This past week has been “triggering” for many, exhausting for many more. I appreciate all who have reached out, and also know that working on the topics of sexual harassment and assault can wear us down. I believe the term is “weathering.” Call it a tempest, please. I have been inundated with messages, and want to reach out to each of you and support you. I also know I cannot. Boundaries and limits. While those of us who work on these issues — campus-based and beyond— struggle to respond, there are many more professors who are writing peer-reviewed articles, book chapters and monographs: they are probably white, cisgendered, middle classed, able-bodied males, and someone else is caring for their children or elders. Someone else cooks their meals and cleans their homes. For the rest of us: take time, take care. It may be a fleeting moment: a flash of sunshine; a canine familiar licking our ear; a loved one giving us a hug; a former student reaching out to let us know we made a difference. There are many ways to measure our days and our contributions. A resource below.
Say their names. The perpetrators. The cowards. The complicit. And these women whose names we should embrace and shout out loud. Give them support. Harvard will bring all its money and power to bear to grind them down.
Harvard issues its decision on Gary Urton and the charges of sexual misconduct. He was found guilty. Oh, if they only knew it all. I think they have chosen not to. I suggest reading Becky Cooper’s book, We Keep the Dead Close, for more information about this man.
Dear members of the Anthropology Department, Dumbarton Oaks, and Peabody Museum colleagues,
I am writing to inform you of upcoming changes within the Department of Anthropology that will occur as a result of disciplinary actions being taken regarding Dr. Gary Urton. As these changes directly impact the members of the Department, Dumbarton Oaks, and the Peabody Museum, I describe them here, as well as the findings that motivated them.
The Office for Dispute Resolution (ODR) recently completed a thorough and careful review of formal allegations made against Dr. Urton and concluded that he engaged in unwelcome sexual conduct and abused power with individuals over whom he had professional responsibility. Additionally, he engaged in persistent sexual harassment of a member of the community, interfering with that individual’s ability to engage in FAS educational programs and activities. Moreover, ODR found that Dr. Urton provided materially misleading information in the course of its investigation, conduct that had the potential of subverting the integrity of the University’s investigatory processes. The ODR review documented behavior that was in violation of FAS policies on sexual harassment, sexual misconduct, and unprofessional conduct. In short, Dr. Urton exhibited a pattern of behavior that betrayed the trust of our community and violated our fundamental institutional values.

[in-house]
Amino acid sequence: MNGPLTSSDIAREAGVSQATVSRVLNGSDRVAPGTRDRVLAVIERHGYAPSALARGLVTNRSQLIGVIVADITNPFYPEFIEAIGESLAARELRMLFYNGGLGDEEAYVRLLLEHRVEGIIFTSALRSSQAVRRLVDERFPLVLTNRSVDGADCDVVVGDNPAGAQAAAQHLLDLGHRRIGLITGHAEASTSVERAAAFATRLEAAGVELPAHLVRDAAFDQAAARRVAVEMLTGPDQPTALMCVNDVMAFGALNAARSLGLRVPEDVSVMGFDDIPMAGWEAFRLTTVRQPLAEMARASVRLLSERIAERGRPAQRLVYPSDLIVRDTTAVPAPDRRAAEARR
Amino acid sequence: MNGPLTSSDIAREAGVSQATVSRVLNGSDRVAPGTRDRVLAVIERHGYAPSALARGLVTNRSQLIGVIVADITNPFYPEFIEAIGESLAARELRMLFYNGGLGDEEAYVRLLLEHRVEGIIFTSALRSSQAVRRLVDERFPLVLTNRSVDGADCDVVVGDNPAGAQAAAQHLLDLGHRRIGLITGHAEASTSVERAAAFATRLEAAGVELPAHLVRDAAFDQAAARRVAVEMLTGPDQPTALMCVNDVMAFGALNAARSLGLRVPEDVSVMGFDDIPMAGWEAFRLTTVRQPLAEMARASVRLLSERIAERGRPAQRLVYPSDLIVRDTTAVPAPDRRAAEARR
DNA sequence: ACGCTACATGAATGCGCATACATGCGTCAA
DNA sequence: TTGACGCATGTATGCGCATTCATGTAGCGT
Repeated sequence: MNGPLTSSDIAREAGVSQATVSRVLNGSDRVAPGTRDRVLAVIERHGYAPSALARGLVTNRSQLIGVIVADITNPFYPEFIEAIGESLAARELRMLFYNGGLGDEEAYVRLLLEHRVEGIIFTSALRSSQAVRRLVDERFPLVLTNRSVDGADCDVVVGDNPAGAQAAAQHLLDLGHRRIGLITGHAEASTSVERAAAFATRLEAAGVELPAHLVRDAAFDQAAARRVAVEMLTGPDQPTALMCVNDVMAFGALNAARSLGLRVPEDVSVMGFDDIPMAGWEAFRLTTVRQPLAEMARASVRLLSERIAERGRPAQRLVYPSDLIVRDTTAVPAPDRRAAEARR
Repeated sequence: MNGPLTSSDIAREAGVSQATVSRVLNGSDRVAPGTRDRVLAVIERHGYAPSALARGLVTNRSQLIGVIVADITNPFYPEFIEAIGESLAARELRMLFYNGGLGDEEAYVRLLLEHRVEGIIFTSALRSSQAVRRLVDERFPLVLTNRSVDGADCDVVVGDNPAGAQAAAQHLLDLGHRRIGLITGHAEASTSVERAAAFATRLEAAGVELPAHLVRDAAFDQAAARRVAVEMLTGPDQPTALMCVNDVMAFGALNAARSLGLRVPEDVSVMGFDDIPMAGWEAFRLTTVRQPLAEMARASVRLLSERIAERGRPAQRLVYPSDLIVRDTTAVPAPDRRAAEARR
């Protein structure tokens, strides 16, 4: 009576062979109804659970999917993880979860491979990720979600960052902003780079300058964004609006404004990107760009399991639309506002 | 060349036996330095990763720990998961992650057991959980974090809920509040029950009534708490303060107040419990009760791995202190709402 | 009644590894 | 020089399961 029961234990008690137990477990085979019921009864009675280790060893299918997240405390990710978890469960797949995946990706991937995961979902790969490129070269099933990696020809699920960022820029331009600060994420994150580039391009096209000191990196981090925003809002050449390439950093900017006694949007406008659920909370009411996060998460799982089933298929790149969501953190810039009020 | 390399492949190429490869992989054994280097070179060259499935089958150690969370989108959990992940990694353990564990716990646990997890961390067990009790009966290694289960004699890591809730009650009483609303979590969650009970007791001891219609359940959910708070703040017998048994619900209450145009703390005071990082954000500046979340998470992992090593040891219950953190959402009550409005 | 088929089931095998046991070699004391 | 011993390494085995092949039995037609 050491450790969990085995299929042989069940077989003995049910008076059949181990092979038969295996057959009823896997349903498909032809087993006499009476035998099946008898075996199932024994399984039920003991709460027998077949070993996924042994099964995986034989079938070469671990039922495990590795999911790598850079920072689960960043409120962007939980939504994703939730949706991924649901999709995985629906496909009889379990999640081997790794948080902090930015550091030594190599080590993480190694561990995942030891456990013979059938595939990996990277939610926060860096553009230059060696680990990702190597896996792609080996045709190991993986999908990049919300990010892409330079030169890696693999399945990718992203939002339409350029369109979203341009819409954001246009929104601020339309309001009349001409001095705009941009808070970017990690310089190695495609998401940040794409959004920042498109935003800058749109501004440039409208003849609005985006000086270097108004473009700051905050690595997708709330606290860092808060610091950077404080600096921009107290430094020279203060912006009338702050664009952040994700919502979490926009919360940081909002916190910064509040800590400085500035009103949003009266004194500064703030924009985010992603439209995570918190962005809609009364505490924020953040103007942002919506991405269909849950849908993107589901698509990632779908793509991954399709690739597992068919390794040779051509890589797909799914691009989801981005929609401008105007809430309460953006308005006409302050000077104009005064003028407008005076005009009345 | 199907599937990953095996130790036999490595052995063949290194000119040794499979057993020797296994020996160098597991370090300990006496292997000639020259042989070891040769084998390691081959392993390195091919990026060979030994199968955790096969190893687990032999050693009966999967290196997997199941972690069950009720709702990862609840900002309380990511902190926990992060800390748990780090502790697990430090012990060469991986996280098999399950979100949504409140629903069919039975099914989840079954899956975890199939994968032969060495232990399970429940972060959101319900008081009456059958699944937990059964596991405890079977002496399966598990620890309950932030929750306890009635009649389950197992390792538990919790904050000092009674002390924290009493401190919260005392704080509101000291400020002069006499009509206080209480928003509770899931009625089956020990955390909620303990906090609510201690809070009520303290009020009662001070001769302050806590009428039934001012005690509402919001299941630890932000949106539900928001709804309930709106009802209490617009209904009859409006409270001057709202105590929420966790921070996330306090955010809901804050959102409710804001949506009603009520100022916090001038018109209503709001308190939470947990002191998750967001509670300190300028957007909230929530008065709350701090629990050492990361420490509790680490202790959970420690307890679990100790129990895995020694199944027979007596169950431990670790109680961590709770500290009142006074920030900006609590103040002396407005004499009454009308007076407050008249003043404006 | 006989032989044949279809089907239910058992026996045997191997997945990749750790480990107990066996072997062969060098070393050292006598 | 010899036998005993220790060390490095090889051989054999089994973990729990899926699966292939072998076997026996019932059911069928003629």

Given the gravity of these findings, the following sanctions have been levied against Dr. Urton:
As of June 10, 2021, Dr. Urton has been stripped of his emeritus appointment.
All rights and privileges customarily conferred by the FAS on faculty who hold emeritus appointments, as listed in the FAS Appointment and Promotion Handbook, have been revoked, including:
- He may not hold the title of emeritus Professor or Research Professor
- He may not teach any undergraduate students or GSAS students
- He may not advise any GSAS graduate students
- He will not have any Library privileges
- He will not have a Harvard email address or access to IT services through the FAS
- He will not have any office space within the FAS
- He will not be allowed to raise funds through the FAS, nor will he have any access to any research funding through the FAS
- He will not have access to any administrative support
- He will not be allowed to attend FAS Faculty Meetings as a guest or in any other capacity
- And he will not receive any FAS mailings to the community.
Dr. Urton is no longer welcome on any part of the FAS campus or to attend any FAS-sponsored events held off campus. In addition, the President has agreed to place the same sanction on the entire Harvard campus and on all Harvard-sponsored events.
The sanctions described above are proportionate to the severity of the behavior observed and seek to uphold and further our shared community standards and the safe, fair, and respectful environment necessary to promote academic excellence. I remind all members of our community that if you witness or experience sexual or gender-based harassment, there are many resources available, including the FAS Title IX Coordinators, the University Office for Gender Equity, Harvard University Counseling and Mental Health Services, the Harvard Chaplains, and the Employee Assistance Program.
Edgerley Family Dean of the Faculty of Arts and Sciences